GDC already harvests geothermal energy at several sites in western Kenya, and relies on independent power producers to convert the underground heat into electricity. Some of the new projects planned would use geothermal heat to pasteurize milk, power greenhouses, and for industry. A recent $14.5 million grant was awarded to GDC for the Baringo-Silali geothermal project, which will eventually produce 300 MW of electricity from three steam plants.

The U.S. Department of Energy (DOE) is supporting geothermal, particularly EGS research. The DOE’s FORGE (Frontier Observatory for Research in Geothermal Energy) project in Utah recently selected 17 projects for its latest award application (see “DOE Awards $46 Million for Geothermal Projects” at

Walsh told POWER, “The DOE plays an important role in de-risking new energy technologies so that they can become attractive to venture capital investors, who de-risk them further so that they become attractive to growth equity investors, etc., etc. This funding continuum is vital to the U.S. innovation engine. The DOE’s specific role tends to be supporting the earliest invention and lab experiment efforts at universities, national labs, and private labs. The impact of the DOE to have technology-focused programs, such as on EGS, is to accelerate the time from lab to commercial adoption of new EGS-related technologies.”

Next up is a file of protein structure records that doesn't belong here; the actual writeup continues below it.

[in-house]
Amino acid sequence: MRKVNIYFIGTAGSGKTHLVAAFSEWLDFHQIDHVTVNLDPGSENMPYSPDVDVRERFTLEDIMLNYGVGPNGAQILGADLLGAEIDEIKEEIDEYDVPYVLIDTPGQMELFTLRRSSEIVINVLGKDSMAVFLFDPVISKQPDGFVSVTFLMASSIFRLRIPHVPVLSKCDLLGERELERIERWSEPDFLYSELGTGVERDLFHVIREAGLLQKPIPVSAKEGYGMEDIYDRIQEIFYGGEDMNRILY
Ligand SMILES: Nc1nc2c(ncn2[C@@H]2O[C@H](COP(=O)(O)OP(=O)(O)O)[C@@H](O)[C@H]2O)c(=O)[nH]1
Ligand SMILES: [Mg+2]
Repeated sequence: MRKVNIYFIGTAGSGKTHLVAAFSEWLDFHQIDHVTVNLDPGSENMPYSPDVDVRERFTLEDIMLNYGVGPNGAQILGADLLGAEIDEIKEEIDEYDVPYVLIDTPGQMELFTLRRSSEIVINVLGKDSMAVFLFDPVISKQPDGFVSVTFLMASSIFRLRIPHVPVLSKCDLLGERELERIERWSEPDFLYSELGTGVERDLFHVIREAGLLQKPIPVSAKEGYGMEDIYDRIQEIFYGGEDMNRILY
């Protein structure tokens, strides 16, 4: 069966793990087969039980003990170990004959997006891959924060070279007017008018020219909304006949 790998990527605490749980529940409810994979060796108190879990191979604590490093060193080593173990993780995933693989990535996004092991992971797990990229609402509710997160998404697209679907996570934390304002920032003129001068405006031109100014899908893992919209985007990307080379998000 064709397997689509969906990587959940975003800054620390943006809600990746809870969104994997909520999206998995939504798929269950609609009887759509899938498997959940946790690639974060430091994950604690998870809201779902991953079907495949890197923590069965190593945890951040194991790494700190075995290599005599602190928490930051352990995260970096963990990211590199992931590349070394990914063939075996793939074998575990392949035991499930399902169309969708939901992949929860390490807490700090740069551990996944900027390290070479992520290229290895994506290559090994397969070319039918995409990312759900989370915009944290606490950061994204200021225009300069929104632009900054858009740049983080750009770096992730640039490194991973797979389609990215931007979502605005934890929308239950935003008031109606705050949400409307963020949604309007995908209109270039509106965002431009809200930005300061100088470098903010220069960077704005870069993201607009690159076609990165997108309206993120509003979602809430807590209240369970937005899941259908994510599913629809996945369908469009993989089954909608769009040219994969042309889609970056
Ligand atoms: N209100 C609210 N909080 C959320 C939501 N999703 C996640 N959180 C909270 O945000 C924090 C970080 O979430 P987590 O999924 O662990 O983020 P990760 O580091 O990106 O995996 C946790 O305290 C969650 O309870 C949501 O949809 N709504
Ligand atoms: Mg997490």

Commercial, Industrial, and Residential Applications

Geothermal has been used as part of district energy systems; for example, it heats much of the downtown business district of Boise, Idaho. Darcy Solutions, a Minnesota-based company, has developed a geothermal system to heat and cool commercial and residential buildings.